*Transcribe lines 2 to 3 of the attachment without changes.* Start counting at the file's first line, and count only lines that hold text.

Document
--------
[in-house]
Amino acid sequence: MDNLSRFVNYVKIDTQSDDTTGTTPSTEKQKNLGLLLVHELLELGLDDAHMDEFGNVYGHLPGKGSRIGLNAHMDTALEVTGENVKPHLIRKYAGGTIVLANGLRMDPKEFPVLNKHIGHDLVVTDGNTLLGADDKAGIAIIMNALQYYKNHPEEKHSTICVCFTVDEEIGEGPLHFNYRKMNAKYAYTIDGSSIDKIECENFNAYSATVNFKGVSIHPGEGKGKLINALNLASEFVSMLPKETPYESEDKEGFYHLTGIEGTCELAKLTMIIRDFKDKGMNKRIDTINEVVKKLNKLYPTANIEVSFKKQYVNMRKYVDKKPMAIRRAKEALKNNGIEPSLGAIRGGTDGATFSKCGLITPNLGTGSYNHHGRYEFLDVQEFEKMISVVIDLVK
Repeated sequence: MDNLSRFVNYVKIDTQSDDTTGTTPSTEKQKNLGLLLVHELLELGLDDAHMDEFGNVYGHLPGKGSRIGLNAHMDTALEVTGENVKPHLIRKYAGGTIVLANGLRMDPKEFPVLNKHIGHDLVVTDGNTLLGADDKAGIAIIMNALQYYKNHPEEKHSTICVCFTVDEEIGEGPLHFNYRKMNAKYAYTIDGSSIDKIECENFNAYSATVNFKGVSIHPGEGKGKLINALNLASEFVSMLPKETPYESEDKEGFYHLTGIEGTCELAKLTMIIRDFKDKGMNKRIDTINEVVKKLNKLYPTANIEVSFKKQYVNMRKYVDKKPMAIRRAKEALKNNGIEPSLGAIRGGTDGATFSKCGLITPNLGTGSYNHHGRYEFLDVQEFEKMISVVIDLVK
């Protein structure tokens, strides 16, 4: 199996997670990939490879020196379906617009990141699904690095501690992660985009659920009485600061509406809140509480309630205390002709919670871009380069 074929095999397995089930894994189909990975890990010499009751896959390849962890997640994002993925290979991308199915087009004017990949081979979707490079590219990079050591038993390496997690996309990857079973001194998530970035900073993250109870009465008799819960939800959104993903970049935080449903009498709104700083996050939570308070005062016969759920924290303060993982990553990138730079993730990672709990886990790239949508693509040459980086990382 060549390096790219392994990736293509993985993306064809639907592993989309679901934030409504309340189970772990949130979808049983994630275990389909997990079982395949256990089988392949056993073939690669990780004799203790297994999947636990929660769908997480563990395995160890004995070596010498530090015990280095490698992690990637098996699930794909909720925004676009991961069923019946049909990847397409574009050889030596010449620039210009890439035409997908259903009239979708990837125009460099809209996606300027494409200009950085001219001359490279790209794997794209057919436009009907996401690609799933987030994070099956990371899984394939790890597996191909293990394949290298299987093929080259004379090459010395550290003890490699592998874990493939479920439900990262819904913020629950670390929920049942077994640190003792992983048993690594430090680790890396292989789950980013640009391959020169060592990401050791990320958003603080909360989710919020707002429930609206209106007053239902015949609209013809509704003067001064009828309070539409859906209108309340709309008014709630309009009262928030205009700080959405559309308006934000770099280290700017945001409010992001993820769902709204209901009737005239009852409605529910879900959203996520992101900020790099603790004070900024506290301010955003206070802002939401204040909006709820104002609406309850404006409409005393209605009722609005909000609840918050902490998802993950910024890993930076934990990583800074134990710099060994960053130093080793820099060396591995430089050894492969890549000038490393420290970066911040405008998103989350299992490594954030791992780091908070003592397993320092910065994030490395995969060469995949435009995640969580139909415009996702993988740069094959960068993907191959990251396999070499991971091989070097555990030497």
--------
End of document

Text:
Amino acid sequence: MDNLSRFVNYVKIDTQSDDTTGTTPSTEKQKNLGLLLVHELLELGLDDAHMDEFGNVYGHLPGKGSRIGLNAHMDTALEVTGENVKPHLIRKYAGGTIVLANGLRMDPKEFPVLNKHIGHDLVVTDGNTLLGADDKAGIAIIMNALQYYKNHPEEKHSTICVCFTVDEEIGEGPLHFNYRKMNAKYAYTIDGSSIDKIECENFNAYSATVNFKGVSIHPGEGKGKLINALNLASEFVSMLPKETPYESEDKEGFYHLTGIEGTCELAKLTMIIRDFKDKGMNKRIDTINEVVKKLNKLYPTANIEVSFKKQYVNMRKYVDKKPMAIRRAKEALKNNGIEPSLGAIRGGTDGATFSKCGLITPNLGTGSYNHHGRYEFLDVQEFEKMISVVIDLVK
Repeated sequence: MDNLSRFVNYVKIDTQSDDTTGTTPSTEKQKNLGLLLVHELLELGLDDAHMDEFGNVYGHLPGKGSRIGLNAHMDTALEVTGENVKPHLIRKYAGGTIVLANGLRMDPKEFPVLNKHIGHDLVVTDGNTLLGADDKAGIAIIMNALQYYKNHPEEKHSTICVCFTVDEEIGEGPLHFNYRKMNAKYAYTIDGSSIDKIECENFNAYSATVNFKGVSIHPGEGKGKLINALNLASEFVSMLPKETPYESEDKEGFYHLTGIEGTCELAKLTMIIRDFKDKGMNKRIDTINEVVKKLNKLYPTANIEVSFKKQYVNMRKYVDKKPMAIRRAKEALKNNGIEPSLGAIRGGTDGATFSKCGLITPNLGTGSYNHHGRYEFLDVQEFEKMISVVIDLVK